At any rate, the end is in sight. McGlincy's canoe hits the shore, and he waits until the Mustache offers an arm to disembark. Luberly - remember him? Greasy guy, one of nature's lackeys? He comes out to greet them, sees his boss "actually conversing and condescending like an ordinary man," and therefore assumes the Mustache must be someone tremendously important, "at least the King of England." And then any further character interaction is put on hold for two pages so the author can sum up what happened after McGlincy fled from Fort Chesterfield to Fort William.
Despite the "Mongol horde of Indians" incident that drove McGlincy out, Luberly has been doing pretty well for himself, and raked in over two hundred beaver packs just that spring. Some "Minnetarees" came in with pelts, so they got trade rifles, ammo and whiskey, then some Snakes came to visit, and traded beaver pelts for rifles and ammo, and then a big group of Crow appeared, and man they had a ton of beaver pelts they wanted to exchange for firearms!
And no mention of deliberately getting the Indians drunk so some would get killed in a brawl. It's just bizarre: how are you supposed to be a racist, exploitative white guy if you don't cause the deaths of your trading partners for no reason?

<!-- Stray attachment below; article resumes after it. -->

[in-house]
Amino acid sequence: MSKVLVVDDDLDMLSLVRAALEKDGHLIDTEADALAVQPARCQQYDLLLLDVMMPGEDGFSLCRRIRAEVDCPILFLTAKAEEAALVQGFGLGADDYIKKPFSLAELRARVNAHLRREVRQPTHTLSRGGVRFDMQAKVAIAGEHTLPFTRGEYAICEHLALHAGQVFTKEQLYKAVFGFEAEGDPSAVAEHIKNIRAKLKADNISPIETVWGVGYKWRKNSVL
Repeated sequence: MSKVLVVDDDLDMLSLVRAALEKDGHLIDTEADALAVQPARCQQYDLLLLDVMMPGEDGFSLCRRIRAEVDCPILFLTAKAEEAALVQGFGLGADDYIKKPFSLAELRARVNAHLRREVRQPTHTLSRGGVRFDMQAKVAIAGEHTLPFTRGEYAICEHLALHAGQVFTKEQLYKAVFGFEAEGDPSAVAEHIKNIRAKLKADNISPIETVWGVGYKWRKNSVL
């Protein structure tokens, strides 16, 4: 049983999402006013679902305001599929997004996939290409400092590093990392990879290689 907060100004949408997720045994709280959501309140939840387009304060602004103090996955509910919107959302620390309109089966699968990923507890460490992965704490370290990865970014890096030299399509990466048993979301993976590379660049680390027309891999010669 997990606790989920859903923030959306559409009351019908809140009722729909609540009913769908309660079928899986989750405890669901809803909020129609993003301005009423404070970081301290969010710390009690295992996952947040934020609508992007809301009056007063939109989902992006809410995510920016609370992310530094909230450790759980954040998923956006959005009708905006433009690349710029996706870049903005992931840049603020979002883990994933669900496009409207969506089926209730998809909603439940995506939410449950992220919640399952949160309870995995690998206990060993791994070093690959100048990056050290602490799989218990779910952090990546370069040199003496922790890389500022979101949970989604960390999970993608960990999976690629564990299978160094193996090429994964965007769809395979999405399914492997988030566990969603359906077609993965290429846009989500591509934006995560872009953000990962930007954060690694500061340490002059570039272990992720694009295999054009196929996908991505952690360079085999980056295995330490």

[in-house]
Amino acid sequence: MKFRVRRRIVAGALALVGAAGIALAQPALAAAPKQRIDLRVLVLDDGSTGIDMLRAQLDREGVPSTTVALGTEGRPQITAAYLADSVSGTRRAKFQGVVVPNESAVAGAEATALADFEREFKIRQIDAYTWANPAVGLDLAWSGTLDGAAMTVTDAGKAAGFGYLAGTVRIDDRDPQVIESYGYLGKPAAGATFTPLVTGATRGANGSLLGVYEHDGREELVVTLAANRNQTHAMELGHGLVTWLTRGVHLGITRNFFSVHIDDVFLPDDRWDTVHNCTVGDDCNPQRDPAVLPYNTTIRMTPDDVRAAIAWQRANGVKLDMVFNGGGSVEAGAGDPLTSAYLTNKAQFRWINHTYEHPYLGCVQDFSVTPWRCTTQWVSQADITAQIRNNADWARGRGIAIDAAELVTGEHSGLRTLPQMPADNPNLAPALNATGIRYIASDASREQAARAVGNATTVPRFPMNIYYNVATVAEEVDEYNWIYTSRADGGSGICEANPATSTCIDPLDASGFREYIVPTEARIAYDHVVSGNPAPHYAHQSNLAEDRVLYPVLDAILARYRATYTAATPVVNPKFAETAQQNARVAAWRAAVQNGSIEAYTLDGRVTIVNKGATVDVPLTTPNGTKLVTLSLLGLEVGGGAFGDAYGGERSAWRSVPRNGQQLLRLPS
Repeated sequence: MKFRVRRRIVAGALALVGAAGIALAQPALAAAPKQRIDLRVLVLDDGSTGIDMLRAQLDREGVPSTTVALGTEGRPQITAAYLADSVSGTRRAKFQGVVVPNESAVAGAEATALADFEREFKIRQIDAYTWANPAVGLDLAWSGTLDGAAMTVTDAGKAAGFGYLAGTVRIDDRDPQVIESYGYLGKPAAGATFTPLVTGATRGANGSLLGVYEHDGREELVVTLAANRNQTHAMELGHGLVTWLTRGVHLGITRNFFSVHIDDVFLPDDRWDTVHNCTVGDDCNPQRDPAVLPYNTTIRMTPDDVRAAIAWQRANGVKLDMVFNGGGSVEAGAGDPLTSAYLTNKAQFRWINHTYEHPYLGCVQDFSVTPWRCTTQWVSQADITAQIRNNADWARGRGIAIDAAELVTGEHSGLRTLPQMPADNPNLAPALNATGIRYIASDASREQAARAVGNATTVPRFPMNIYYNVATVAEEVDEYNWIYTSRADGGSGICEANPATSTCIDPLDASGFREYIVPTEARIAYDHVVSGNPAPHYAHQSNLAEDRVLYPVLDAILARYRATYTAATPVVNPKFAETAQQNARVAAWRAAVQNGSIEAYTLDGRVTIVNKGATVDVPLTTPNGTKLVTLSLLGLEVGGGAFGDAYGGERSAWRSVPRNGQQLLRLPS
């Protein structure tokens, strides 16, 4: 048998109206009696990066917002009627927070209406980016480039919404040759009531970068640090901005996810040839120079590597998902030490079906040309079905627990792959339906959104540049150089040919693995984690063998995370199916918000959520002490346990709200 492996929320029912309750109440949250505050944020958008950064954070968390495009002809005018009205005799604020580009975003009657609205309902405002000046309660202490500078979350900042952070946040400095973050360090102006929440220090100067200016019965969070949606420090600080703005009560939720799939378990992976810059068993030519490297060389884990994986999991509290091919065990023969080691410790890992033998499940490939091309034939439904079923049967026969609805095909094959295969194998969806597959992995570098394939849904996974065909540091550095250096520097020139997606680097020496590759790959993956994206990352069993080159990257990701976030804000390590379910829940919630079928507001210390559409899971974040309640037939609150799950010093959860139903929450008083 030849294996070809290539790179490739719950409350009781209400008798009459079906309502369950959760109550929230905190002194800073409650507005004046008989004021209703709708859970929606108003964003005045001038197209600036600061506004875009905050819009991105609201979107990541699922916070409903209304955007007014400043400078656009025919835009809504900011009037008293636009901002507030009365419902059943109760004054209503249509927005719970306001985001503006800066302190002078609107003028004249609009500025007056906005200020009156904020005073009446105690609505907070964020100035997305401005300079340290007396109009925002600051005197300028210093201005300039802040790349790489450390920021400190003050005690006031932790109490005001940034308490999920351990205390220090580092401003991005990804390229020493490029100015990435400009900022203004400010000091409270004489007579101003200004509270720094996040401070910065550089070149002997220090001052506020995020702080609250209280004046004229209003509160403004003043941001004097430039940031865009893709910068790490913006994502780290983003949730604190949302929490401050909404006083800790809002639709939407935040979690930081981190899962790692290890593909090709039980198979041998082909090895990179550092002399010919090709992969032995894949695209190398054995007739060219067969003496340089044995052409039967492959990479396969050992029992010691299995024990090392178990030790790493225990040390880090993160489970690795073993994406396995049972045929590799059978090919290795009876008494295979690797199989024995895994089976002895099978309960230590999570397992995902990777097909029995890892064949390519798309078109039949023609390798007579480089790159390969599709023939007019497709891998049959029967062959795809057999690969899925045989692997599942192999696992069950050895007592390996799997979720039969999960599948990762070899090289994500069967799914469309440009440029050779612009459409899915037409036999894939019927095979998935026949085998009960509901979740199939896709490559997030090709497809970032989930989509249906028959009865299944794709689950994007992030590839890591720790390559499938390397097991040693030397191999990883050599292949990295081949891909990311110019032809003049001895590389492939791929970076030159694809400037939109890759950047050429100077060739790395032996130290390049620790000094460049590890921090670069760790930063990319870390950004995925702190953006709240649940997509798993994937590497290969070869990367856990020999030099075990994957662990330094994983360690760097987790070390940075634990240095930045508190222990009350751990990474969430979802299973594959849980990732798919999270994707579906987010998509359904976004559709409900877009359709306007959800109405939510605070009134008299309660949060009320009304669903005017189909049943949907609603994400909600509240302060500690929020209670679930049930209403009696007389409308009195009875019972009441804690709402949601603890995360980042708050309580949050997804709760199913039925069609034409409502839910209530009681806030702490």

The only clouds during this time of sunshine was when these White Fox, Low Horns and Lost-in-Mountains fellas showed up to complain that Luberly was screwing over the Blackfoot with his dangerously indiscriminate arms dealing. Which at least meshes with the historical record - the Blackfoot rose to dominate the plains by the late 1700's thanks to weapons and horses gained from trade with the HBC, and did their best to keep their rivals from making similar deals. Unfortunately a smallpox outbreak in the late 1830s made those efforts irrelevant.
Anyway, Luberly yelled at them until they ran off, only for them to return with a bunch of their tribesmen in July with pelts they wanted to swap for rifles, but alas, Luberly's stock was nearly depleted and he couldn't get them to exchange the pelts for booze. As for where those pelts came from, Luberly didn't ask, but the narrator mentions that an American fur brigade entered Blackfoot territory, attacked a war party, and got driven off sans furs.
Never the other way around, remember that. Hubbard has decided that the Blackfoot are fierce warriors but also perennial victims. When fur traders enter their territory in search of pelts, nervous because of the Blackfoot's fearsome reputation, of course they'd attack an Indian war party on sight. When outnumbered members of the Lewis and Clark Expedition camp with the Blackfoot to talk peace and trade, of course it was part of a plot to get the Indians to lower their defenses, making it entirely reasonable for the Pikuni to try to steal their guests' guns, and entirely unreasonable for those guests to respond with deadly force.